BEAST: Well, not exactly that, per se . . . / The thing about it is . . . were you to use your power . . . you would actually just explode. Like anything else exploding.
BAILEY: Wait . . . you mean I wouldn’t be able to, like, magically reform my molecules?
BEAST: No, you will have just blown up. / You’d just be dead . . . because you just exploded.
BAILEY: That is, by far, the worst super-power ever. / That’s basically the same as not even having a super-power.
BEAST: It doesn’t mean you’re not a mutant, Bailey . . .
2. Dark Knight III: The Master Race (No. 4, June 2016, DC) – Frank Miller, Brian Azzarello, Andy Kubert, Klaus Janson & Brad Anderson
Whether you grew up praying at the altar of the Dark Knight or just consider yourself a casual fan of the Christopher Nolan trilogy, Frank Miller’s earnest return to the character that made him a patron saint in the minds of so many readers is the one legitimate Bat-title out right now that’ll remind you why the Bat-mythos is so compelling in the first place. An era in the making, Dark Knight III has quickly earned the reputation of simultaneously being grin-inducing and impossibly frustrating as there will be multiple panels in the series that will make you ask: Now, why didn’t Zack Snyder do this in Batman v Superman? You have it all: A bloodied and resigned Superman. A badass maternal Wonderman. A grizzled, veteran, one-foot-in-the-grave Batman. A cheeky, sprightly girl Robin. And even a funky Miller-drawn, neon pink and green hooded Batgirl. An all around crunchy bowl of awesome, the newest issue will particularly intrigue long-time DC fans as it showcases a particularly brutal falling out between Superman and his elseworld daughter Supergirl.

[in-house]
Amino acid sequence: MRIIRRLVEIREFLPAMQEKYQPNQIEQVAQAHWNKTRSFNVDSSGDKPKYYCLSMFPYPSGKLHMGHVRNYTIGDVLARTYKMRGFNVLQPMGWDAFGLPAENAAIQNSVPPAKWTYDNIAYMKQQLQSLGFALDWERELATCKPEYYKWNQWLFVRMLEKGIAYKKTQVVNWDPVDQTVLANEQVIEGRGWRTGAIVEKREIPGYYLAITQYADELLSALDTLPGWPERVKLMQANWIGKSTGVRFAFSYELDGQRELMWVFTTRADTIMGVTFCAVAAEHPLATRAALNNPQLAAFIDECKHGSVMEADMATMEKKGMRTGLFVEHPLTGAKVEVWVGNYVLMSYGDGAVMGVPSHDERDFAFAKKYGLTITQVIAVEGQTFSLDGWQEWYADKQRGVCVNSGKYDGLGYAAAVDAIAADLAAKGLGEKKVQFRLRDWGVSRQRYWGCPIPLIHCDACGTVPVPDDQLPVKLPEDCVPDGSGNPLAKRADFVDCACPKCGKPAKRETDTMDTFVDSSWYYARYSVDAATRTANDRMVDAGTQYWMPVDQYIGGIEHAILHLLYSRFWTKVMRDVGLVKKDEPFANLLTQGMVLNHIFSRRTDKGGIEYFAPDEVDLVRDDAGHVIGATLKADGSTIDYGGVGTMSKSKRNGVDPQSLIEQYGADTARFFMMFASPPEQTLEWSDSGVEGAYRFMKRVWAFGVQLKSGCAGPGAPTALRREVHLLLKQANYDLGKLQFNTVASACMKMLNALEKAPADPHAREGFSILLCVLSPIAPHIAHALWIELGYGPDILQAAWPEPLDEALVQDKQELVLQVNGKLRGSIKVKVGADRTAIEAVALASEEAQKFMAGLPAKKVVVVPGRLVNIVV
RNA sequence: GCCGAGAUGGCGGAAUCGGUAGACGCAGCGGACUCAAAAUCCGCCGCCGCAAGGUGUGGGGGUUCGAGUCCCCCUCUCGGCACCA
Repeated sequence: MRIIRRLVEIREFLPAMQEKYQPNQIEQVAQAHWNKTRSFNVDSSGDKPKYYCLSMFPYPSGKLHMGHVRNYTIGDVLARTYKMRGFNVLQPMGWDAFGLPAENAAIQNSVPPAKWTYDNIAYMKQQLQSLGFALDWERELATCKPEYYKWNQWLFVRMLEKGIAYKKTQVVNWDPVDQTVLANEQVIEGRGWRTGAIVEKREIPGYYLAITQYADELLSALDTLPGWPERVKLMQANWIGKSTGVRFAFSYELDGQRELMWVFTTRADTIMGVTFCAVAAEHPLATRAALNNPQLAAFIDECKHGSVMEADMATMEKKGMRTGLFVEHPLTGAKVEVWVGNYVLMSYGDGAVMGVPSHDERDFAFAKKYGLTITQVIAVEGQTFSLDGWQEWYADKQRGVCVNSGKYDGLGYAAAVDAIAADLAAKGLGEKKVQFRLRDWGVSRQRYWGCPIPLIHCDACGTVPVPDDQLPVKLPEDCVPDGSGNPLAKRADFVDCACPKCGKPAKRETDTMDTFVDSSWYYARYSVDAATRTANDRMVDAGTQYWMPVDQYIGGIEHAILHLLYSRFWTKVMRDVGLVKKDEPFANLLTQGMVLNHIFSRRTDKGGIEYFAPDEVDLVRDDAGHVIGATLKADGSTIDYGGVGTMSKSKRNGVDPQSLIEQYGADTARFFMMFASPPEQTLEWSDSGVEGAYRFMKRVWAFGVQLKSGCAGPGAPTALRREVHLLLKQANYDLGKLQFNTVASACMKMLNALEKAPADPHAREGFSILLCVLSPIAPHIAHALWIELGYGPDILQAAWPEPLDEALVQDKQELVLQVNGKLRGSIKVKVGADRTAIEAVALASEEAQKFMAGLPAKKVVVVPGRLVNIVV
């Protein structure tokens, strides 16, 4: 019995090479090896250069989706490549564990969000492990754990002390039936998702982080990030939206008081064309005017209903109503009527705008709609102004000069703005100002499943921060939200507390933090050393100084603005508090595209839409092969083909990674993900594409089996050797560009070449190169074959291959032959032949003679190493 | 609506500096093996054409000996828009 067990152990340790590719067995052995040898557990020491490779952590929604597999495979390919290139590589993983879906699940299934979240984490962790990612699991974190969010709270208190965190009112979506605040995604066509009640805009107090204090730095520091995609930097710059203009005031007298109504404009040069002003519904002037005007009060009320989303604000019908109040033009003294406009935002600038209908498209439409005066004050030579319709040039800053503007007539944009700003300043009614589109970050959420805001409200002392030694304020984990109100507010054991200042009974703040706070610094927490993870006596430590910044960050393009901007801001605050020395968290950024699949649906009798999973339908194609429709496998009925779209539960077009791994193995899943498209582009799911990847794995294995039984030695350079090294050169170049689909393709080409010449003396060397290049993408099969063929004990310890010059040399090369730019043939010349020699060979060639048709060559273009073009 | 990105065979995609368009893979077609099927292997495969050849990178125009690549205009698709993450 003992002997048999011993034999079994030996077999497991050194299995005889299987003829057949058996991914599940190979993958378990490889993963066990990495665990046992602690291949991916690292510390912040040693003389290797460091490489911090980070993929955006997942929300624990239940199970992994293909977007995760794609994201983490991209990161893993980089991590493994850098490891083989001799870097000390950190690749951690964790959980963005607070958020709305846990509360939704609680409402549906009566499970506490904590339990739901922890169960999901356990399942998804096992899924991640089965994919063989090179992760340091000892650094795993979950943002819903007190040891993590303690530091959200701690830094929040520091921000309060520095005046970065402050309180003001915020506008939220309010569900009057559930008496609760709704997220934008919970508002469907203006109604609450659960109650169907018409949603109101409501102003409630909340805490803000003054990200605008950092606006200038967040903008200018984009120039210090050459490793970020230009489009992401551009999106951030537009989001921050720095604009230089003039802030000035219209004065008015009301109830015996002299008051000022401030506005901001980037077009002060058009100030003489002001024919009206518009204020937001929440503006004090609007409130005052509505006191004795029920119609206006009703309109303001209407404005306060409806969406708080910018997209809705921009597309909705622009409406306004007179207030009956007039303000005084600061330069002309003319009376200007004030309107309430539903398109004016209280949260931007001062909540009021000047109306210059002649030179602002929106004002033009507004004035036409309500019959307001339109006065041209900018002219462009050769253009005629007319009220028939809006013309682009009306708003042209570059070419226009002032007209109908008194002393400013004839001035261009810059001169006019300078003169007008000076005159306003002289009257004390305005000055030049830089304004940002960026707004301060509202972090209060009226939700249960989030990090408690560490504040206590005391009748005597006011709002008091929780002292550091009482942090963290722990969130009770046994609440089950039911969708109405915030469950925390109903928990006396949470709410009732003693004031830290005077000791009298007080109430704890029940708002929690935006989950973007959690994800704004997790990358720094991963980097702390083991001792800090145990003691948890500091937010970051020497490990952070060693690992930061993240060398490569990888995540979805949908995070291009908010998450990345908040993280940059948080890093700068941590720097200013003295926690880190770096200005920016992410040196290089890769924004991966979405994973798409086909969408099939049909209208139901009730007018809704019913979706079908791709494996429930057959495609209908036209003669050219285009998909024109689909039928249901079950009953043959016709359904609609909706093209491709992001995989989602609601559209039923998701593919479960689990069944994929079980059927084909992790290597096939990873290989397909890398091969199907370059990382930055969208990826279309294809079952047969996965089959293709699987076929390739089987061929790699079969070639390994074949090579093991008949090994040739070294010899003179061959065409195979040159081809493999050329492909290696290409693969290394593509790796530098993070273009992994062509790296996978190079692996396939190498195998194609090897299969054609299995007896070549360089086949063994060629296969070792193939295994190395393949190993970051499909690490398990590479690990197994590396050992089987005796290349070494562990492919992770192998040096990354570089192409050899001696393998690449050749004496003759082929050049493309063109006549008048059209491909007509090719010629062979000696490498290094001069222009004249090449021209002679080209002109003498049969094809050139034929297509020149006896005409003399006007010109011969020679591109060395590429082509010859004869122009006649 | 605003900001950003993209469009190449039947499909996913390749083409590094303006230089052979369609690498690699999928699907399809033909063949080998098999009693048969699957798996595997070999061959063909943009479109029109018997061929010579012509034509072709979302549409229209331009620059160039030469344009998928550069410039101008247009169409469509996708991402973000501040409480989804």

3. Giant Days (No. 14, May 2016, BOOM! Box) – John Allison, Max Sarin, Liz Fleming & Whitney Cogar
Quite easily the best written new series of 2015, Giant Days is one of those special non-cape-and-cowl titles that will convert even the most ardent of non-comic book readers. Particularly charming & resonating about the newest issue is how writer John Allison’s creative team has captured the perennial university drama of cohabitation. ESTHER: “Can’t we just stay here? It’s got everything we need. Some heat, weak light, basic walls. And it’s not that nice so you don’t have to worry about looking after things.” SUSAN: “We can’t. Imagine being here with next year’s first years. We’re now mature, experienced women of the world . . . They’re the screaming hellions we used to be.” DAISY: “I just want to be . . . house proud.” Poignant and hilarious, Giant Days will strike a chord with 99% of Entropy readers.